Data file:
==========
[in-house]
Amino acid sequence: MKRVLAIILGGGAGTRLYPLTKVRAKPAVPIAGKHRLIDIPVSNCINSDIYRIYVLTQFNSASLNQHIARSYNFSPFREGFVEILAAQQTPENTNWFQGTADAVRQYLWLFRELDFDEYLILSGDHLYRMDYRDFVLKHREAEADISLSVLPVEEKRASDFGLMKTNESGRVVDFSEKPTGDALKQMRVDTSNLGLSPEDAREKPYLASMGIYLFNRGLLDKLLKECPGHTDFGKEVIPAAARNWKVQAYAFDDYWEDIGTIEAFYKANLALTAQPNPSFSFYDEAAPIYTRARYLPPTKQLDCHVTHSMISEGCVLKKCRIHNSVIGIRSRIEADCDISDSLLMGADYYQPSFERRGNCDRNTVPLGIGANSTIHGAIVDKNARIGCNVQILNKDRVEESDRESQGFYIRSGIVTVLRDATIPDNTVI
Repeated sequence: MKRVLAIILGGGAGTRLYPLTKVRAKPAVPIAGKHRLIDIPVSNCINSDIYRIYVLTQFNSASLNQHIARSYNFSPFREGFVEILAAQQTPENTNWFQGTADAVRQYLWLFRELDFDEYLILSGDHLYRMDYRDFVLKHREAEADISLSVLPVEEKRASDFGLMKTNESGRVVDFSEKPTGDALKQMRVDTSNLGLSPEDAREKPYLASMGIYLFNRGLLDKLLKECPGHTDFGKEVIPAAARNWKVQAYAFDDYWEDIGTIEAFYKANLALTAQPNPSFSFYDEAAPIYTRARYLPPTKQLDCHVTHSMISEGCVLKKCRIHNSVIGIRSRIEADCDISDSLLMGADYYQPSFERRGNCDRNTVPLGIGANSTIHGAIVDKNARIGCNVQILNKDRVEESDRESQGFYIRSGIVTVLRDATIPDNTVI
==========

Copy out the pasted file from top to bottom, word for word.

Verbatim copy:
[in-house]
Amino acid sequence: MKRVLAIILGGGAGTRLYPLTKVRAKPAVPIAGKHRLIDIPVSNCINSDIYRIYVLTQFNSASLNQHIARSYNFSPFREGFVEILAAQQTPENTNWFQGTADAVRQYLWLFRELDFDEYLILSGDHLYRMDYRDFVLKHREAEADISLSVLPVEEKRASDFGLMKTNESGRVVDFSEKPTGDALKQMRVDTSNLGLSPEDAREKPYLASMGIYLFNRGLLDKLLKECPGHTDFGKEVIPAAARNWKVQAYAFDDYWEDIGTIEAFYKANLALTAQPNPSFSFYDEAAPIYTRARYLPPTKQLDCHVTHSMISEGCVLKKCRIHNSVIGIRSRIEADCDISDSLLMGADYYQPSFERRGNCDRNTVPLGIGANSTIHGAIVDKNARIGCNVQILNKDRVEESDRESQGFYIRSGIVTVLRDATIPDNTVI
Repeated sequence: MKRVLAIILGGGAGTRLYPLTKVRAKPAVPIAGKHRLIDIPVSNCINSDIYRIYVLTQFNSASLNQHIARSYNFSPFREGFVEILAAQQTPENTNWFQGTADAVRQYLWLFRELDFDEYLILSGDHLYRMDYRDFVLKHREAEADISLSVLPVEEKRASDFGLMKTNESGRVVDFSEKPTGDALKQMRVDTSNLGLSPEDAREKPYLASMGIYLFNRGLLDKLLKECPGHTDFGKEVIPAAARNWKVQAYAFDDYWEDIGTIEAFYKANLALTAQPNPSFSFYDEAAPIYTRARYLPPTKQLDCHVTHSMISEGCVLKKCRIHNSVIGIRSRIEADCDISDSLLMGADYYQPSFERRGNCDRNTVPLGIGANSTIHGAIVDKNARIGCNVQILNKDRVEESDRESQGFYIRSGIVTVLRDATIPDNTVI